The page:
GERMAN police have to get permission in Italy before charging Madeleine McCann suspect Christian Brueckner, the Olive Press has learnt.
The bureaucratic procedure came as they asked the Portuguese police to make Breuckner, 44, an official suspect – a legal term known as an ‘arguido’ in Portugal.
BKA prosecutors in Braunschweig have also informed the German suspect’s lawyer of the process to prosecute him for the disappearance of the British three-year-old, while on holiday in Praia da Luz, on the Algarve in 2007.
They are expecting to formally charge him in the summer, alongside three other cases, the Olive Press can reveal.
This includes the violent rape of Irish 20-year-old Hazel Behan and two other charges of child molestation, one on a beach just a month before Maddie went missing on May 3, 2007.
But before they can issue any charges they need to re-issue official extradition papers from Italy, where he was last arrested in September 2018.
His arrest in Milan came after a paperwork problem had seen him released from prison in Germany while awaiting to serve a sentence for child molesting in 2016.
They had arrested him after he had arrived from Switzerland by train asking to get a new passport at the German consulate.
Fortunately, he was caught and brought back to Germany, where he was tried and found guilty of raping an American pensioner, also in Praia da Luz, in 2005.
“It is a bureaucratic nightmare and a slow and laborious process,” a German BKA source told the Olive Press on Friday morning.
“But thankfully the paperwork process has begun and the details of the case have been sent to his lawyer.”
He added: “It is a complicated procedure as due to EU rules they have to go via Italy, which was the last place he was a free man.
“They know if they don’t do it the correct way his lawyer will create more problems and slow things up as he has before. He would definitely play the Italy card.
“They are in the hands of the Italian police now, but are not expecting there to be a problem.”
His lawyer Friedrich Fulscher confirmed he was aware of the legal moves this week.
However, he described it as a ‘procedural trick’ and poured cold water on the moves, insisting his client, currently in Oldenburg prison, had not been charged.
The main reason to make him an official suspect in Portugal is because from next month the statute of limitations of 15 years for murder cases there comes to an end.
The BKA source added: “It is merely a procedural issue at this stage and doesn’t have much meaning. We are not expecting him to be charged until August. And it will be in Germany.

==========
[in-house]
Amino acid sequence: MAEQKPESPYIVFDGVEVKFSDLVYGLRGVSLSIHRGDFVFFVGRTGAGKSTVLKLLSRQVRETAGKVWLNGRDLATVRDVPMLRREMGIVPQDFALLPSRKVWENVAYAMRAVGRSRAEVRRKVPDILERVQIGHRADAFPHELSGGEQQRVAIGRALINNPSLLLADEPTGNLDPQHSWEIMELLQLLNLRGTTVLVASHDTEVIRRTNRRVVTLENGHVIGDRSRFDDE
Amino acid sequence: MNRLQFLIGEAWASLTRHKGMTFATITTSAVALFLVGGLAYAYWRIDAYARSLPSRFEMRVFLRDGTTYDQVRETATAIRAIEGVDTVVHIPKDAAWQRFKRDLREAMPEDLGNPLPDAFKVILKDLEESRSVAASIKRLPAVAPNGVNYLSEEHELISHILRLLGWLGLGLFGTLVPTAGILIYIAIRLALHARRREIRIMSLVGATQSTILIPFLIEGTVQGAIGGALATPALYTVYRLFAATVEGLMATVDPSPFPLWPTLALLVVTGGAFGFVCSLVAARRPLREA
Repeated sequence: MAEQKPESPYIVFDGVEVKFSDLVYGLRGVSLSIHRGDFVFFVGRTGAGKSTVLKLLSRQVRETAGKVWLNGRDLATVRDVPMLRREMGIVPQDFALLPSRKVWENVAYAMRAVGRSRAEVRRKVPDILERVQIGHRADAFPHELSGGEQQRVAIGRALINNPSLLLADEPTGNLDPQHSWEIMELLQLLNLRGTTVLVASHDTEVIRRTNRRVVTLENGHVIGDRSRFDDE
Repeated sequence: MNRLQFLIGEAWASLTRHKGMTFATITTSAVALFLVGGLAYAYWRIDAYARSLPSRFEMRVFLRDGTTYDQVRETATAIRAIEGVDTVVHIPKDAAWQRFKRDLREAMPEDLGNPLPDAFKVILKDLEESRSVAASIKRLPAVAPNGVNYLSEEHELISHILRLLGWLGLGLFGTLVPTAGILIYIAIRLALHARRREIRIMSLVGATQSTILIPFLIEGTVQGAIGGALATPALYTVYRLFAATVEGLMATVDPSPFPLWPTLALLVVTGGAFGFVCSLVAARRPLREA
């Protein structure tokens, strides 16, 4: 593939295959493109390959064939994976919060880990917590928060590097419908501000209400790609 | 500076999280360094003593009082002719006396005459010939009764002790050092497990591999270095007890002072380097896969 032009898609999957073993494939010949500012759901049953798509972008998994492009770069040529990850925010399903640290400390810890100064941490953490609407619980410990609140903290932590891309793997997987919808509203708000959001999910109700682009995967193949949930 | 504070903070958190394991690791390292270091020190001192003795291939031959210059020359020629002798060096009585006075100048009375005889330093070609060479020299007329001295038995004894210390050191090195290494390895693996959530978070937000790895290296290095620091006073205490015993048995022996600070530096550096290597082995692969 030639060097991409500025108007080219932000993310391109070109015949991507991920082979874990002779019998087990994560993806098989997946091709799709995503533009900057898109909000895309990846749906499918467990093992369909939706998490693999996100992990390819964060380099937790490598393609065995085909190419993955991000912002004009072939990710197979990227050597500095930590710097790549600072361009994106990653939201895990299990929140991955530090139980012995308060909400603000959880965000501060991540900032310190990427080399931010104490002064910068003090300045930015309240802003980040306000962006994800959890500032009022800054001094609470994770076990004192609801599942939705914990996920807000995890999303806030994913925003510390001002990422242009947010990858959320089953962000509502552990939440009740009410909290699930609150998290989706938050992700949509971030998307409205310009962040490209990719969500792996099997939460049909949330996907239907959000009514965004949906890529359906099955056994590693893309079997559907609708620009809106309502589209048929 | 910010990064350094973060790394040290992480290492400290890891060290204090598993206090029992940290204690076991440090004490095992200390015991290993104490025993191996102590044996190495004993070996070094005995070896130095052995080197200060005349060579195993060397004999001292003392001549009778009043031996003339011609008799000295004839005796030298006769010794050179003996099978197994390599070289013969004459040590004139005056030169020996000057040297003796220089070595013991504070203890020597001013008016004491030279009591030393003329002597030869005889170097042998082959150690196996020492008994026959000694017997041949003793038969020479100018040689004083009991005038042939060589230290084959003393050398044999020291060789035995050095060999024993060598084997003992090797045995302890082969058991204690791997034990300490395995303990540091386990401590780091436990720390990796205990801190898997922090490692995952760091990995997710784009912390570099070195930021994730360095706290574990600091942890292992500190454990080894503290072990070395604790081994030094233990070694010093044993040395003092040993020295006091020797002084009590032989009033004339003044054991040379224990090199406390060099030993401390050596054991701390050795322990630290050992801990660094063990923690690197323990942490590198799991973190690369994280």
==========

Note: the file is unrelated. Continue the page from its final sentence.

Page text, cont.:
“There is no way that despite making him a suspect in Portugal he will be handed over to the police there. He is a German suspect and in a German prison. He will be tried here.”
It comes after a shock statement was issued at the Faro prosecutors office, on the Algarve, on Thursday afternoon.
It said they had made someone an ‘arguido’ – which translates as ‘named suspect’, ‘formal suspect’ or ‘person of interest’.
They didn’t name him, but German police announced in June 2020 that they had identified a German man called ‘Christian B’.
The German police had managed to connect Brueckner to the rape of Menkes due to a DNA link with one of his hairs found at her beachside home, just 400 metres from where the McCanns were staying.
She had been sadistically beaten and then raped – all recorded on video – by the German.
“By amazing fortune Portuguese police had kept a box of evidence from the rape, which they were able to send to Germany,” BKA prosecutor Hans Christian Wolters told the Olive Press last year.
The Olive Press also revealed in December that German police also had a partial fingerprint match from the rape scene of Hazel Behan, from Praia da Rocha, in 2004.
The Irish girl had also been viciously beaten then raped – all taped by a video camera – by a blond haired man with blue eyes.
The last official suspects in the Maddie case were her parents, Kate and Gerry McCann, while a previous suspect had been local British expat Robert Murat a few months before. They were all later cleared.
Declaring someone a person of interest is a necessary step to any criminal charges being brought in Portugal.
Portugal’s Office of Public Prosecutions insisted the move was not driven by timing, but by ‘strong indications’ of a crime.
Both Brueckner and his lawyer strongly deny any involvement.
He is currently serving a prison sentence for drug offences in Germany and was also given a seven-year term for raping the 72-year-old American Diana Menkes.
Olive Press editor Jon Clarke released a book My Search for Madeleine last year. The in-depth investigation spoke to dozens of friends and family close to Brueckner, as well as police in three countries.
A new podcast with Clarke and British TV investigator Donal MacIntyre on the case is released on Friday April 22 on Spotify and Apple.
The eight-part series Madeleine McCann: The Chief Suspect, will explore the reasons German police are ‘100 per cent certain’ he is the perpetrator of the crime.
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